The GPS/MET story is being told elsewhere; in this essay I describe one aspect of this program that touched me personally. GPS/MET was responsible for a renewal of my friendship and collaboration with the pioneer of satellite meteorology, Verner Suomi, who died at the age of 79 on 30 July 1995.
My first significant interaction with Vern was in 1965 at the University of Wisconsin-Madison in a graduate seminar in satellite meteorology. In those days satellite photographs from the TIROS series of satellites were mailed to Madison from Washington; they usually arrived a day or two after they were taken. But even with this delay and the relatively poor quality of the photographs, Vern's enthusiasm and vision about the future of satellites and their unique role in studying the atmosphere were contagious and compelling.
Over the next 30 years our paths crossed from time to time, especially during Vern's tenure as a UCAR trustee from 1983 to 1988. My last interactions with Vern began in January 1995, when I visited him in Madison to discuss the GPS/MET experiment. Even before the successful launch, Vern was a strong and effective advocate of the experiment, and was planning far ahead for his participation in the development of improved retrieval algorithms and the analysis of the data.
We continued our discussions over the next few months, and in May Vern participated in the production of a video describing GPS/MET and its potential. His excitement and enthusiasm came across strongly in this video, in spite of his deteriorating health.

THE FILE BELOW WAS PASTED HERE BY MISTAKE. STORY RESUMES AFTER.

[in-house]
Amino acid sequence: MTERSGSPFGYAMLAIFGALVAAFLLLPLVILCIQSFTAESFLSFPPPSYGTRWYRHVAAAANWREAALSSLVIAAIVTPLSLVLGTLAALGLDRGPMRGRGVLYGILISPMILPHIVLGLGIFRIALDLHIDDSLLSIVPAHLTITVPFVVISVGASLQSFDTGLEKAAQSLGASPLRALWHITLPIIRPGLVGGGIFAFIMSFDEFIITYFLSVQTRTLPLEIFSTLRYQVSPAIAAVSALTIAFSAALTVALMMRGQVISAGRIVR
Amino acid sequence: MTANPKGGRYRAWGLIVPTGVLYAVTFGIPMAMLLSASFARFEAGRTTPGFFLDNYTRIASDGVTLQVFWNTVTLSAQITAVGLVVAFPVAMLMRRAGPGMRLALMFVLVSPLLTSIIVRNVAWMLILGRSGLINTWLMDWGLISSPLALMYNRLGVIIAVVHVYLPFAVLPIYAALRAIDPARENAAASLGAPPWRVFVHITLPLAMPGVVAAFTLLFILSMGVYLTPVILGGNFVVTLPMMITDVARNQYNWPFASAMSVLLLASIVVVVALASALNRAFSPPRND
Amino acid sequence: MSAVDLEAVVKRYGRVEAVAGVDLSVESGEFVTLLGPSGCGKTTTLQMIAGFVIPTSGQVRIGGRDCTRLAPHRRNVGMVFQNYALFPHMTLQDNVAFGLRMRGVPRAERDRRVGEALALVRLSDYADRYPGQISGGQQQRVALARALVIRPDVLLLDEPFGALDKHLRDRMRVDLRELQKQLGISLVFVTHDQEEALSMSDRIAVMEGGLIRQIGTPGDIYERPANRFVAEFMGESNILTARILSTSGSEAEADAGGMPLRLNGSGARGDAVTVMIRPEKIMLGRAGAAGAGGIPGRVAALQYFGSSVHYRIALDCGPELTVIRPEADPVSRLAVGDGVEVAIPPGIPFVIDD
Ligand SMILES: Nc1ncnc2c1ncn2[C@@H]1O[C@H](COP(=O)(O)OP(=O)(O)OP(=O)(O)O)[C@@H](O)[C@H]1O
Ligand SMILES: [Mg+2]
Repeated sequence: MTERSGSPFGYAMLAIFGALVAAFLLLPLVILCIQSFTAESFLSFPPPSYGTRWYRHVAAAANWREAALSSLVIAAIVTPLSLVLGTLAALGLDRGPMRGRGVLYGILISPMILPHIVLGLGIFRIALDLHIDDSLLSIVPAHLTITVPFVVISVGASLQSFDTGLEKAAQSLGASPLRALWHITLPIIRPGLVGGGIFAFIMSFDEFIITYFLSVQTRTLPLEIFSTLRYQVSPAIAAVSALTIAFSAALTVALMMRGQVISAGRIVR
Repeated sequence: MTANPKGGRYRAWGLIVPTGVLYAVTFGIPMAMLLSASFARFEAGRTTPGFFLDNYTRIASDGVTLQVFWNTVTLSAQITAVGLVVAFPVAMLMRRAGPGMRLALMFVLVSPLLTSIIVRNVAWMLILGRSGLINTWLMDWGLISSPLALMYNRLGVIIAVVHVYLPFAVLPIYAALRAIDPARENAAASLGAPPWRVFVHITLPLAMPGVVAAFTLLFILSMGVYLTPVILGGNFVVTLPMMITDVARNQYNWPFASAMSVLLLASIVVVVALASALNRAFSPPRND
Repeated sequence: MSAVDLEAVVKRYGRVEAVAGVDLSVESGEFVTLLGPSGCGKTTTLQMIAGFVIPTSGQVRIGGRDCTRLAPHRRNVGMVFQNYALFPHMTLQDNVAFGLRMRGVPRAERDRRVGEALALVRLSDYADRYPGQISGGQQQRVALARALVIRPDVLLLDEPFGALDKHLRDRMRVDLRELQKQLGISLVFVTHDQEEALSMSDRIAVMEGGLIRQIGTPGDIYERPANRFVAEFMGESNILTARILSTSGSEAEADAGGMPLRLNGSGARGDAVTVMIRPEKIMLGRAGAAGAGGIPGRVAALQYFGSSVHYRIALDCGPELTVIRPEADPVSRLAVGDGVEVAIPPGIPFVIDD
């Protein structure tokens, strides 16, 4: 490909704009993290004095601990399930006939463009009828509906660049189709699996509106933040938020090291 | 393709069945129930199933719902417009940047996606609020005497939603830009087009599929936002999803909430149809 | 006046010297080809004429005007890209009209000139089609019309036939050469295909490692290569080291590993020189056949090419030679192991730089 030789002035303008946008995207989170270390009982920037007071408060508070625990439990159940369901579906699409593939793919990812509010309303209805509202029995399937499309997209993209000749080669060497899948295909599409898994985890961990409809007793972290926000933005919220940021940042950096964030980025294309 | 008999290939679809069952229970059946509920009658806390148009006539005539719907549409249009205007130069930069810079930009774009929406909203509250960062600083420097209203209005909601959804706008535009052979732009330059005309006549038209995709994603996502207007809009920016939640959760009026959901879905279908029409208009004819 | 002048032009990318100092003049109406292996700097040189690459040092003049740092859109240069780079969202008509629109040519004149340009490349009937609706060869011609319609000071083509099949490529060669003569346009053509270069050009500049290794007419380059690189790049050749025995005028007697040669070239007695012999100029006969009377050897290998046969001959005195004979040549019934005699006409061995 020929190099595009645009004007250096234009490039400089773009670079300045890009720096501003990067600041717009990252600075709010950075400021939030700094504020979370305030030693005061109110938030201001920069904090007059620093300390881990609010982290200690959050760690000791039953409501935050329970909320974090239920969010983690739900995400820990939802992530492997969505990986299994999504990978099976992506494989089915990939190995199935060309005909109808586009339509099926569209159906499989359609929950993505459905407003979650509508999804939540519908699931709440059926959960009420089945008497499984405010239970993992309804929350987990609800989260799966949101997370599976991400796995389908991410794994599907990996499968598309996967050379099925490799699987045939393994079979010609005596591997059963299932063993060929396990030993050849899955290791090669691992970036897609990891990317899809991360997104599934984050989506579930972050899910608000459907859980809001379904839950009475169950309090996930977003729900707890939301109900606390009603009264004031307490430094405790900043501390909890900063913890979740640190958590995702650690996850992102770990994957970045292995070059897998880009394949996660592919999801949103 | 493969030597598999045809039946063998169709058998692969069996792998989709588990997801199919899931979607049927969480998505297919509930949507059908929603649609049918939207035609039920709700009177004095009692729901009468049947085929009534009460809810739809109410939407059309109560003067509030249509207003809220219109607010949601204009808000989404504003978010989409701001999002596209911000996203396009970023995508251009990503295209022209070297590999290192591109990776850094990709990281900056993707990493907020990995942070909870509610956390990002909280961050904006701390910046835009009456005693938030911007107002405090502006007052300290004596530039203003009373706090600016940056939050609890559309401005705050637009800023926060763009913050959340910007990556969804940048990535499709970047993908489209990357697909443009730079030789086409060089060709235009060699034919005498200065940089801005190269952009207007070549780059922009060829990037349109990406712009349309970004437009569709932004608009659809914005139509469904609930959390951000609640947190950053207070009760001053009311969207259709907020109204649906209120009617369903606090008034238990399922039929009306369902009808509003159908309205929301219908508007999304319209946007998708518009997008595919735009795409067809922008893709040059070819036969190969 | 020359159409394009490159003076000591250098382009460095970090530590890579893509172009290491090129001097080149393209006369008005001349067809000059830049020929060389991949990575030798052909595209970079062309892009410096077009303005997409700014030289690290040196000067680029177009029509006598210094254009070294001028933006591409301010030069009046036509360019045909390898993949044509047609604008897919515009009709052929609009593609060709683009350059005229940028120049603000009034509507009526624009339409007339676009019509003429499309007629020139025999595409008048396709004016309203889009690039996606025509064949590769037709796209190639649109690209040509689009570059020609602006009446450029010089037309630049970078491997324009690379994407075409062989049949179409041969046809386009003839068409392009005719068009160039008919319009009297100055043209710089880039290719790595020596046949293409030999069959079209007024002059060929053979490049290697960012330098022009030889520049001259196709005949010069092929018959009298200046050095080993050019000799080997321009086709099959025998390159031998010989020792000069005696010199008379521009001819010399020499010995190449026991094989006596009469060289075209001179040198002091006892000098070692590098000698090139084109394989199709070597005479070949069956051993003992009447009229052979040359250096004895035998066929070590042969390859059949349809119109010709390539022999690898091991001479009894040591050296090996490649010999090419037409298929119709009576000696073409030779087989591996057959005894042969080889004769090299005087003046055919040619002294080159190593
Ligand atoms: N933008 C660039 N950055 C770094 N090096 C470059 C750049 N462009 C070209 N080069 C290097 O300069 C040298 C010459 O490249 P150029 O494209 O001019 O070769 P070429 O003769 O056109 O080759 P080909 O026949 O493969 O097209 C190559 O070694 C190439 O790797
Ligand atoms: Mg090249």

My last contact with Vern was by telephone on 25 July, when he was in the hospital and was not expected to live for more than a few more days. He had asked that there be no further treatment or extraordinary measures taken to prolong his life. In our conversation, which lasted almost an hour, Vern was way ahead of me, as usual.
After expressing warm greetings and thanks for calling him, he jumped into a discussion of GPS/MET, saying the first results were extremely exciting and encouraging to him. He was, however, concerned about the loss of signal in the lower troposphere due to water vapor creating multiple radio wave paths. He thought we could make a guess at the water vapor and temperature structure, compute the ray path that would occur given this structure, and then select, based on this guess, the nearest path from the several that might be the actual one.
He then launched into a minilecture on how his experimental floating instrument to measure heat-flux over the ocean was working--very well, he said, measuring the fluxes with an accuracy of 2-3 Watts per square meter. The only problem was that birds used the instrument to rest on and this adversely affected the measurements.
Finally, he returned to a topic of lifetime interest to him: the hydrologic cycle. He reminded me of how important water vapor and evaporation are in the earth's surface energy budget by telling me of his experience in Nebraska many years ago. On 21 June, with the sun as high in the sky as it gets, the daily temperature range over a dark green, wet cornfield was 15íC. Later that season, in September, when the sun was much lower in the sky but after the field and atmosphere had dried out, the daily temperature range was 30íC--twice the June value.
Enthusiastic and positive to the end, Vern's voice was strong and his confidence and intellect as great as ever. He closed by saying that he had enjoyed his life immensely, had no regrets, was leaving many other competent scientists behind to carry on, and was ready to say good-bye.